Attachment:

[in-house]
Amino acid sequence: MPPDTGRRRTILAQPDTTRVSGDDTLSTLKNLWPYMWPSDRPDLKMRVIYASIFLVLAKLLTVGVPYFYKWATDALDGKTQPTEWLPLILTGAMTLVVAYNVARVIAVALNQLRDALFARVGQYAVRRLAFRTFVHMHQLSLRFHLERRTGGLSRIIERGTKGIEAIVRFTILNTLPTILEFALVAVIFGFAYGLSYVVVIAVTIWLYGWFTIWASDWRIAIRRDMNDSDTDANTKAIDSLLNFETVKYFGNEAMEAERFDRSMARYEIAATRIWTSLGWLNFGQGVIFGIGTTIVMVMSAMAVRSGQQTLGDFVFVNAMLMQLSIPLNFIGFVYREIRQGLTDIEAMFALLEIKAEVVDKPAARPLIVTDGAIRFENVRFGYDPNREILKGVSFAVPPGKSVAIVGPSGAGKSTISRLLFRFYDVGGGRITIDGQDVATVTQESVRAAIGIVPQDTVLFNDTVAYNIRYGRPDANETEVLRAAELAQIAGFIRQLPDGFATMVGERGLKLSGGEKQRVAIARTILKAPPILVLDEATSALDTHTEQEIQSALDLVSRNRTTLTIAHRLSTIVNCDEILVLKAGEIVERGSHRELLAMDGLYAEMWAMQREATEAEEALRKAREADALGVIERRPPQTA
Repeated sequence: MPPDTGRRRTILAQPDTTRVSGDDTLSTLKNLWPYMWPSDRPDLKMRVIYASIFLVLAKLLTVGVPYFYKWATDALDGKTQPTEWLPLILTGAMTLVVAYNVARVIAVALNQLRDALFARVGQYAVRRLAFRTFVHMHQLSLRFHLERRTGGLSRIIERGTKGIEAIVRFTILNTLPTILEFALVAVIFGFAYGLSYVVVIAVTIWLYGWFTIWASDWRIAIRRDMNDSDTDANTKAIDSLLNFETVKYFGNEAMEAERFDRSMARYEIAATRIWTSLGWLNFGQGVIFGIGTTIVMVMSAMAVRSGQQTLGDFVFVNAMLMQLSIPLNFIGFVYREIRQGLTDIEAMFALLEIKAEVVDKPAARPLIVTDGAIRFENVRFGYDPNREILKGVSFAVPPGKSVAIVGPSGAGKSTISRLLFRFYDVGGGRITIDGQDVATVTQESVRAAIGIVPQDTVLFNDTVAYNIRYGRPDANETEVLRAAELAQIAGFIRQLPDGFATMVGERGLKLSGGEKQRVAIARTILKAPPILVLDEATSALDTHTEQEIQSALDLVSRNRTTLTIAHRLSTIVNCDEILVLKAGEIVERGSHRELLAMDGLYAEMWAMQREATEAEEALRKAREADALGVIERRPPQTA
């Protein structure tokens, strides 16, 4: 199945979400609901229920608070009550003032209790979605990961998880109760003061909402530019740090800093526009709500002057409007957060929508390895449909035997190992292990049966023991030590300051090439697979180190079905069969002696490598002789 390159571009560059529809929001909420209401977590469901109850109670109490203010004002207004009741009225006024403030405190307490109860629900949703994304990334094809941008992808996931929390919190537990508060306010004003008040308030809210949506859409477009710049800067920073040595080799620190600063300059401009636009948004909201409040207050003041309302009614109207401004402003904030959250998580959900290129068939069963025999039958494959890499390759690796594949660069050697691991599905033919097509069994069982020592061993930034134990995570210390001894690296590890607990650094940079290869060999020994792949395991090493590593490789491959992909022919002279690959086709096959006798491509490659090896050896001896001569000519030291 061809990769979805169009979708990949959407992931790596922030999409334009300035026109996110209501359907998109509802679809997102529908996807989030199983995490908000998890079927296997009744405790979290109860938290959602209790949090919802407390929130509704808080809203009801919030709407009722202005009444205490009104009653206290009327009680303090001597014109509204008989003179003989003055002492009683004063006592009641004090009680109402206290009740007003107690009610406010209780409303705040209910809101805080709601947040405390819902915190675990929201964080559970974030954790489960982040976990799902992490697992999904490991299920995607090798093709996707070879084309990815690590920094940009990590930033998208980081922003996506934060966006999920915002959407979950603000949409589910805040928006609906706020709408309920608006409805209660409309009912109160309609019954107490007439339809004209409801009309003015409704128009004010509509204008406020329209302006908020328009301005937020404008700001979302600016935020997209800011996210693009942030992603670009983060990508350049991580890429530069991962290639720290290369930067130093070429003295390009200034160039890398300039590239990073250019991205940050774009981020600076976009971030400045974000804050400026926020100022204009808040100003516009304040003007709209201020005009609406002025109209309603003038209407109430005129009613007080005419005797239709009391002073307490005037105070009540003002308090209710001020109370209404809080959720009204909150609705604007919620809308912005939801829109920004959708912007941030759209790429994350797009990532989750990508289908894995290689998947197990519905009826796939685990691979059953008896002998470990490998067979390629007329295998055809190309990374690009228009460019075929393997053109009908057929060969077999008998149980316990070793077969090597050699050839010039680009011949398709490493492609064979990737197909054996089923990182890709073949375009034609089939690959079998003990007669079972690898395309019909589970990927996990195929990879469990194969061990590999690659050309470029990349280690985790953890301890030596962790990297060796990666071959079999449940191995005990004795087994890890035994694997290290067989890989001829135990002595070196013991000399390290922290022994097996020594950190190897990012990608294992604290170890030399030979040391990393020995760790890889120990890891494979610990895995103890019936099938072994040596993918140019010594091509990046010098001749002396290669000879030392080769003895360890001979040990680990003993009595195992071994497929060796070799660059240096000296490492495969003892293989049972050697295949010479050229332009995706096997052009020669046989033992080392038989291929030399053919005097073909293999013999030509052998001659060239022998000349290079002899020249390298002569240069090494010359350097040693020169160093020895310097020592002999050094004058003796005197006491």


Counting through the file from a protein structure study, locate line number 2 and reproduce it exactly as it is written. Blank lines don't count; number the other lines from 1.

Amino acid sequence: MPPDTGRRRTILAQPDTTRVSGDDTLSTLKNLWPYMWPSDRPDLKMRVIYASIFLVLAKLLTVGVPYFYKWATDALDGKTQPTEWLPLILTGAMTLVVAYNVARVIAVALNQLRDALFARVGQYAVRRLAFRTFVHMHQLSLRFHLERRTGGLSRIIERGTKGIEAIVRFTILNTLPTILEFALVAVIFGFAYGLSYVVVIAVTIWLYGWFTIWASDWRIAIRRDMNDSDTDANTKAIDSLLNFETVKYFGNEAMEAERFDRSMARYEIAATRIWTSLGWLNFGQGVIFGIGTTIVMVMSAMAVRSGQQTLGDFVFVNAMLMQLSIPLNFIGFVYREIRQGLTDIEAMFALLEIKAEVVDKPAARPLIVTDGAIRFENVRFGYDPNREILKGVSFAVPPGKSVAIVGPSGAGKSTISRLLFRFYDVGGGRITIDGQDVATVTQESVRAAIGIVPQDTVLFNDTVAYNIRYGRPDANETEVLRAAELAQIAGFIRQLPDGFATMVGERGLKLSGGEKQRVAIARTILKAPPILVLDEATSALDTHTEQEIQSALDLVSRNRTTLTIAHRLSTIVNCDEILVLKAGEIVERGSHRELLAMDGLYAEMWAMQREATEAEEALRKAREADALGVIERRPPQTA